Anyways, the trailer showed off the England inspired Galar region, and it looks to be rather linear based on the map, while also succumbing to the same biome dilemma that X and Y did. The new protagonists, who continue the trend of a bland looking male character and a stylish female character. The environments, which remind me of Xbox 360 JRPGs like Eternal Sonata and Tales of Vesperia, at least until getting to the water, which I really hope is a placeholder of softs. Along with the three starters, Grookey, Scorbunny, and Sobble, a trio of cuties that I am not really crazy about design-wide, but will assuredly grow to admire as time goes on, as I inevitably do… most of the time. The games are due out in late 2019, and based on the release pattern seen since ORAS, will probably launch on November 22nd.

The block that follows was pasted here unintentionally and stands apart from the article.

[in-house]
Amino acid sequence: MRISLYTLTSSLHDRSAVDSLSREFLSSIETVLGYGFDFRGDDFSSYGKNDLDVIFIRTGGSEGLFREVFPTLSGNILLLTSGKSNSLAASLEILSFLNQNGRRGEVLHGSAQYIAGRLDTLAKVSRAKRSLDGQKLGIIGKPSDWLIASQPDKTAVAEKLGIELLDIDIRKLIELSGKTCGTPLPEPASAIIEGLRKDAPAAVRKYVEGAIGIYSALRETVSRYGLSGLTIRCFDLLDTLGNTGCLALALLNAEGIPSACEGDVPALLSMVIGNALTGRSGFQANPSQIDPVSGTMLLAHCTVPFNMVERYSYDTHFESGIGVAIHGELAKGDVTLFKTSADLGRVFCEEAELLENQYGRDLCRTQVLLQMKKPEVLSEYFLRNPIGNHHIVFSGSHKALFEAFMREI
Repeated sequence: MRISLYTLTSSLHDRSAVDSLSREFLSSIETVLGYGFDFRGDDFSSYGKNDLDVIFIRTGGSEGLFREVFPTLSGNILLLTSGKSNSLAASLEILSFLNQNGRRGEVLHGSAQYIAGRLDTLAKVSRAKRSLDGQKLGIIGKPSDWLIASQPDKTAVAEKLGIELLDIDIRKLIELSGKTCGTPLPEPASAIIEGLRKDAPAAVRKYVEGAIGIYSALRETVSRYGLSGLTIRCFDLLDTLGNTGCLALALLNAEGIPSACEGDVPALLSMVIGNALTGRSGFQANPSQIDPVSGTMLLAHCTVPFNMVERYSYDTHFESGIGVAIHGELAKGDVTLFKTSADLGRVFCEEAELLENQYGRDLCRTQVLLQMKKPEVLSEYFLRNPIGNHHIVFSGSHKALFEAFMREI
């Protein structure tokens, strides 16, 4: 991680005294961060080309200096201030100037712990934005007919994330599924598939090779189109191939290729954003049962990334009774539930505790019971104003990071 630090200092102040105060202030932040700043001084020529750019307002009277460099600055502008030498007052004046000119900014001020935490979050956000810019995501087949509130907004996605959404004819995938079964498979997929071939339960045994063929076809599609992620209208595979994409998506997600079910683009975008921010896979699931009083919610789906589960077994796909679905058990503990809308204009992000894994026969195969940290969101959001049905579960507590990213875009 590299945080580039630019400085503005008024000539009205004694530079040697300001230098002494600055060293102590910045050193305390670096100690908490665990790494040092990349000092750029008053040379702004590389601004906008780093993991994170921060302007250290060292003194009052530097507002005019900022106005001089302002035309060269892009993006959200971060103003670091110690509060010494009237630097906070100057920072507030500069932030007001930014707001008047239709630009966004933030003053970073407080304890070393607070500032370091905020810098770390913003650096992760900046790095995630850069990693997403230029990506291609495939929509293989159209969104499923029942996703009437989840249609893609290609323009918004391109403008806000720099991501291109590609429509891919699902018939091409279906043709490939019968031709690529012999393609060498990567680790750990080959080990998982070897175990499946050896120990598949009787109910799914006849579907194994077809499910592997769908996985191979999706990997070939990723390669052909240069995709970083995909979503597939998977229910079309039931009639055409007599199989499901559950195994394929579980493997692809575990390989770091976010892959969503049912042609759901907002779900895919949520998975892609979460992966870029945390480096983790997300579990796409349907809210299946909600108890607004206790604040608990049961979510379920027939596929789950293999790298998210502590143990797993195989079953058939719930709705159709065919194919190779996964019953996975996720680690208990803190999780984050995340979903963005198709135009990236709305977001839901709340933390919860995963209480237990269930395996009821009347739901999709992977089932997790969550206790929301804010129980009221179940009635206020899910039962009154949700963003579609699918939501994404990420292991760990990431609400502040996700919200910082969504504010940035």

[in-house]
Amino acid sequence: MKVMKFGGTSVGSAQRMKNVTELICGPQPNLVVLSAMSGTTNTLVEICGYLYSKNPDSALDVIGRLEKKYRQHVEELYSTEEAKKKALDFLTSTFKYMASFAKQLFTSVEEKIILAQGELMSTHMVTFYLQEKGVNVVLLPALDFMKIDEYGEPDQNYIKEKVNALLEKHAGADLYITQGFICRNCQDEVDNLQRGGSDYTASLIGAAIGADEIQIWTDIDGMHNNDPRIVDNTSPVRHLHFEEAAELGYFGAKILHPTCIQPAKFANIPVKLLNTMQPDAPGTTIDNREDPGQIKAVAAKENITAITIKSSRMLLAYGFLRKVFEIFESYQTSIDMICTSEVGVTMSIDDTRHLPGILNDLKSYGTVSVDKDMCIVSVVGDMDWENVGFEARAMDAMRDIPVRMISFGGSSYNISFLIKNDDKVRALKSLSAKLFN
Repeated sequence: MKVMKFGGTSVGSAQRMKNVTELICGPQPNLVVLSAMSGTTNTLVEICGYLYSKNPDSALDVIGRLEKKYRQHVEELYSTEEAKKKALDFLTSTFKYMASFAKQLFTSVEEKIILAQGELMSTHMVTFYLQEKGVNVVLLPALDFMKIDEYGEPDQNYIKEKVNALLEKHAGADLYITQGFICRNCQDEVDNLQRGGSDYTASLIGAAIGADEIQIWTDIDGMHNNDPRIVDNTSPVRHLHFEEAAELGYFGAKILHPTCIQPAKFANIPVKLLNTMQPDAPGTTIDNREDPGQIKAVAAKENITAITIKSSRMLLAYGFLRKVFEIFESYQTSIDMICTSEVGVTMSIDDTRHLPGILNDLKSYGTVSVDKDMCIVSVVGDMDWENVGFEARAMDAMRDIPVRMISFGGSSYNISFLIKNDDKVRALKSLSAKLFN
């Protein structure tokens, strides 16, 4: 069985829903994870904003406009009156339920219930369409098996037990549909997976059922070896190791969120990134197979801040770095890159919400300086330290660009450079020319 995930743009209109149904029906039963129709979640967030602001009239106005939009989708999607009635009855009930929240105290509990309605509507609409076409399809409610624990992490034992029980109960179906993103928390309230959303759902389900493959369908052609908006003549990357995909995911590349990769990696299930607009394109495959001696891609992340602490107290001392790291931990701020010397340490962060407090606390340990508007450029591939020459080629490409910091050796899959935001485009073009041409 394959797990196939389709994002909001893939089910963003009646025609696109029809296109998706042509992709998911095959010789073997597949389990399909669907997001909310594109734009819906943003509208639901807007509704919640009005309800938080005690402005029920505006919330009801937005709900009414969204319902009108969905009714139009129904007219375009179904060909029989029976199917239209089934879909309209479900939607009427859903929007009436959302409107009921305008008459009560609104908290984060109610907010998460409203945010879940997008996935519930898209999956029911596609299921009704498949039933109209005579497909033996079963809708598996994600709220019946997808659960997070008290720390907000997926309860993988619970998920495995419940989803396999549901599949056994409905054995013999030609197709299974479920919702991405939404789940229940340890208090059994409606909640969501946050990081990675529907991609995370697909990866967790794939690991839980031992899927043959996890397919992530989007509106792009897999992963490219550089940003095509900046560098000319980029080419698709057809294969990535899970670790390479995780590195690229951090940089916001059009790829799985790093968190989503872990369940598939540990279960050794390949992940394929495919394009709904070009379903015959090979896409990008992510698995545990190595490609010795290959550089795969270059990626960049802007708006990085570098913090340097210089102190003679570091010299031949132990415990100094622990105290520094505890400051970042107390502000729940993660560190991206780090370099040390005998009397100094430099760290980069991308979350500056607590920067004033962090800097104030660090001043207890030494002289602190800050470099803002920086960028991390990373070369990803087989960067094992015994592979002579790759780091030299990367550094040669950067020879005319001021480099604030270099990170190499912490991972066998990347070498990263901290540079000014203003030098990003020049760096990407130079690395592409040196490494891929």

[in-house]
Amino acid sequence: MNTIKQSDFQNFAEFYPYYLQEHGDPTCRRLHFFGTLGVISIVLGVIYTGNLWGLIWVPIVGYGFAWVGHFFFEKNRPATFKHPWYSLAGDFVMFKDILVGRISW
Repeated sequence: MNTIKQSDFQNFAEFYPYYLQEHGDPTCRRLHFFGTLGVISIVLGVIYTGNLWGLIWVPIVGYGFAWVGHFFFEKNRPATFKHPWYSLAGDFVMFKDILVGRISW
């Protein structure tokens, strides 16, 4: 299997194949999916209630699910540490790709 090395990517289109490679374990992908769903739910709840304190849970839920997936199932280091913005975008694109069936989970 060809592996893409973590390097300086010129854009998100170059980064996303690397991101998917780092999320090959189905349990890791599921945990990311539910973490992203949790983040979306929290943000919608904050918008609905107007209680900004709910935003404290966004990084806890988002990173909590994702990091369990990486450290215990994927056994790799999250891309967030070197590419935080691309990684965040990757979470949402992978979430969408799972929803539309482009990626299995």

Moving on, I have something of a soft spot for the work of Freebird Games, and even though I find certain elements of the story in To The Moon to be a bit… peculiar, it is still a game I would recommend. Or at least I would if not for the archaic attributes that are inherent to certain RPG Maker games. So imagine my simultaneous surprise and delight upon hearing that To The Moon is coming to the Switch this summer by X.D. Network, who are remaking the game in Unity. This simple engine transition could easily lead to a definitively better version of the 2011 story-driven adventure game, and may warrant yet another playthrough if the presentation seen in the trailer is any indication.